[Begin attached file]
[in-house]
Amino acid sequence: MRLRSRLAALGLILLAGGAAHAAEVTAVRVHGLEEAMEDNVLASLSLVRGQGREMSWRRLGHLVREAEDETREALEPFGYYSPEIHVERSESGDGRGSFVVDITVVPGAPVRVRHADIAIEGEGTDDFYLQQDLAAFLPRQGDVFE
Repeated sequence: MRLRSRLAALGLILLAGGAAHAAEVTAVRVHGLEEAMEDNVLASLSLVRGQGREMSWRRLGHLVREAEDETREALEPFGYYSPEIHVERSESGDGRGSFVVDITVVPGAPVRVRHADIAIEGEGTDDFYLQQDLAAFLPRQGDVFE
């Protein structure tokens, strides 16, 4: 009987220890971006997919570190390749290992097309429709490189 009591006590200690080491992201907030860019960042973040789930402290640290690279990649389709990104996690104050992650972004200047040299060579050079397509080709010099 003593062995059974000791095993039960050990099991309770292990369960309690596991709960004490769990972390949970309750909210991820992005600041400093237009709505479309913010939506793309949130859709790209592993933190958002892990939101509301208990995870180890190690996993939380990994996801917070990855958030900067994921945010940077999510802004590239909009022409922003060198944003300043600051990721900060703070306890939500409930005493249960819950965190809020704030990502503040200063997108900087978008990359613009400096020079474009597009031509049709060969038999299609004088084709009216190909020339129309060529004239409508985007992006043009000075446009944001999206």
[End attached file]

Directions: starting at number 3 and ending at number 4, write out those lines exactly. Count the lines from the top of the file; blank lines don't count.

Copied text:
Repeated sequence: MRLRSRLAALGLILLAGGAAHAAEVTAVRVHGLEEAMEDNVLASLSLVRGQGREMSWRRLGHLVREAEDETREALEPFGYYSPEIHVERSESGDGRGSFVVDITVVPGAPVRVRHADIAIEGEGTDDFYLQQDLAAFLPRQGDVFE
């Protein structure tokens, strides 16, 4: 009987220890971006997919570190390749290992097309429709490189 009591006590200690080491992201907030860019960042973040789930402290640290690279990649389709990104996690104050992650972004200047040299060579050079397509080709010099 003593062995059974000791095993039960050990099991309770292990369960309690596991709960004490769990972390949970309750909210991820992005600041400093237009709505479309913010939506793309949130859709790209592993933190958002892990939101509301208990995870180890190690996993939380990994996801917070990855958030900067994921945010940077999510802004590239909009022409922003060198944003300043600051990721900060703070306890939500409930005493249960819950965190809020704030990502503040200063997108900087978008990359613009400096020079474009597009031509049709060969038999299609004088084709009216190909020339129309060529004239409508985007992006043009000075446009944001999206």